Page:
This establishment is a breath of fresh air in my opinion. But its name is a contentious issue.
Often its called 'the Bar' by many because above the door is a sign that says the bar (even though this is the name of a bar above). Others call it 'Bar 33' because this is apparently what the new management has dubbed it. But others (the Seoul oldies - like me) call it 'Norae Hanun Saramdul' And this is the name still above the door. Although the sign itself is in Korean characters and made of nailed pieces of birch. But this sign sets the scene.
As you descend the stairs you will see dim lights, loud retro music and what I love most, Koreans and Westers mixing socially.
Beer is cheap and sold by the pitcher or the pint. Cocktails are rudimentary, the winelist (do they have one?). But you can request any song you can think of (they have it.. and if they don't they'll download it.) And then when you drink to much and need the bathroom, you can ascend the stairs and experience something quite sobering.
This bar is one of my faves. I've coming here on and off for quite awhile.
Dress Code Dress how you want. You'll blend in withthe graffiti that way.
It's a tiny venue, seating maybe 200-250 people...just perfect for newer acts or if you want a more intimate scene.
I saw The Koreans there in Fall of 2004...had no idea what to expect from the place. I think it may also be used for plays and such (judging from its website) also.
Dress Code Depends on the act, I gather.
Ok, this is not probably supposed to be in 'Nightlife' but I usually went here before, during or after a nighit out. It's just fantastic.
Bascially it's a bing-soo (Korean dish also popularin Taiwan and many other Asian countries in different forms) place but a chain (Ice Berry is another one) and it's good. They take shaved ice, add yoghurt to it and top it with your choice of 2,3,4 or 5 fruits. Mmmmm. Gettin ghungry just thinking about it.
In front of the University of Hong-eek, there are a lot of bars and clubs. Usually the street is packed with people who seek for good fun for the night on the weekends..
The last friday of everymonth is called club day. On the day, if you pay about 15 US$ you will get a white band. With the white band around your arm, you can enter around 10 clubs for free, and have free beer, coke etc as much as you want. ( unless you order something real posh.. ) Once you get there, you can get all those available clubs' info pretty handy.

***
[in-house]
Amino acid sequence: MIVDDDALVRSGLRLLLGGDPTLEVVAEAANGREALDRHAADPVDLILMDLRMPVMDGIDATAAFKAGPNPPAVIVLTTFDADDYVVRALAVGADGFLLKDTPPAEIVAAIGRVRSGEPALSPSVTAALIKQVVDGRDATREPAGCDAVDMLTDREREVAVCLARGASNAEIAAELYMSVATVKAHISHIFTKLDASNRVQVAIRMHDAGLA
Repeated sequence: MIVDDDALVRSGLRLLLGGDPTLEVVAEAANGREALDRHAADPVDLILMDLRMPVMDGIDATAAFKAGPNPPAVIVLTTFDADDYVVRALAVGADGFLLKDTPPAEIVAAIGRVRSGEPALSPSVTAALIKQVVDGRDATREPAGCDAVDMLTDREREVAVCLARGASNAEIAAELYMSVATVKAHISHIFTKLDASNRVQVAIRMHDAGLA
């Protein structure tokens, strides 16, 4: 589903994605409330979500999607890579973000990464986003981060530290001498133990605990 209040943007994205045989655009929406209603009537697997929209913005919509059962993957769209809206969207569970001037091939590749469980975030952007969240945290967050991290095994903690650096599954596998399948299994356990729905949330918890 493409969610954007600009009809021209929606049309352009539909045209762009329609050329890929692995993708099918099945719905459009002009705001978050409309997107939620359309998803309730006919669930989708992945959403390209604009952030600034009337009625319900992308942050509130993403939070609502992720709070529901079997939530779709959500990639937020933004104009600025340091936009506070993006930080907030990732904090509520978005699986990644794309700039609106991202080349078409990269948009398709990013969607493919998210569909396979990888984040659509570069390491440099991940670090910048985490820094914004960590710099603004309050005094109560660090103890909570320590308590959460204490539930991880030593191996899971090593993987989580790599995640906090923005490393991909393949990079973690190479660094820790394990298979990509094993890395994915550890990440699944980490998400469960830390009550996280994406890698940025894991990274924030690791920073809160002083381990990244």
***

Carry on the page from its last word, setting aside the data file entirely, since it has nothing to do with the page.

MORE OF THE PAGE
Well... However, since almost every club's jammed with people, you gotta keep special eye on your belongings, and also be careful of drunk-violent people, too. I wouldn't recommend going there all by yourself.
you can get there by subway, line2, come out from the gate 6, it's about 10 min walk away.
Dress Code Whatever suits you is alright
Han is a very big river that runs through the center of the city. It was full moon then and the night views of the Seoul lights created a dreamy effect...I run out of adjectives!
At the grassy areas along the river, there are several food stands located that sell beverages and snacks. Many of these shops are open 24 hours.
Sorry if the picture is blurred...I was shivering while taking that shot hahaha.
Info from Korea Travel Guide:
A symbol of Seoul, the Han River runs through Seoul east to west, with an average depth of 2.5m and width of 175m. The river is crossed by 23 bridges and there are excursion boats plying between Yeouido and Jamsil.
At 12 different points along the 41.5km-long riverbank are Hangang Riverside Parks equipped with sports facilities such as soccer and baseball fields, volleyball and basketball courts and swimming pools. Facilities for water skiing, yachting, boating and fishing are also available.
Dress Code Wear a nice comfortable pair of walking shoes and warm jacket. The night can be sooo cold.
I think when I read the card for this I mis-read it as the Benny Hill show. I mean, who wouldn't want to see that, right? unfortunately Benny hill died in the 90's and I went to the Walker Hill show instead. I only say unfortunately because it was so expensive.
The show itself is actually pretty neat. There is a lot of traditional Korean folk music, and dance, and if you get the meal package, the meal is very nice. Plus, there are ladies in skimpy clothing during the "rock show" which is always something that the Kdoc enjoys. (read that as, kdoc desperately needs a girlfriend.)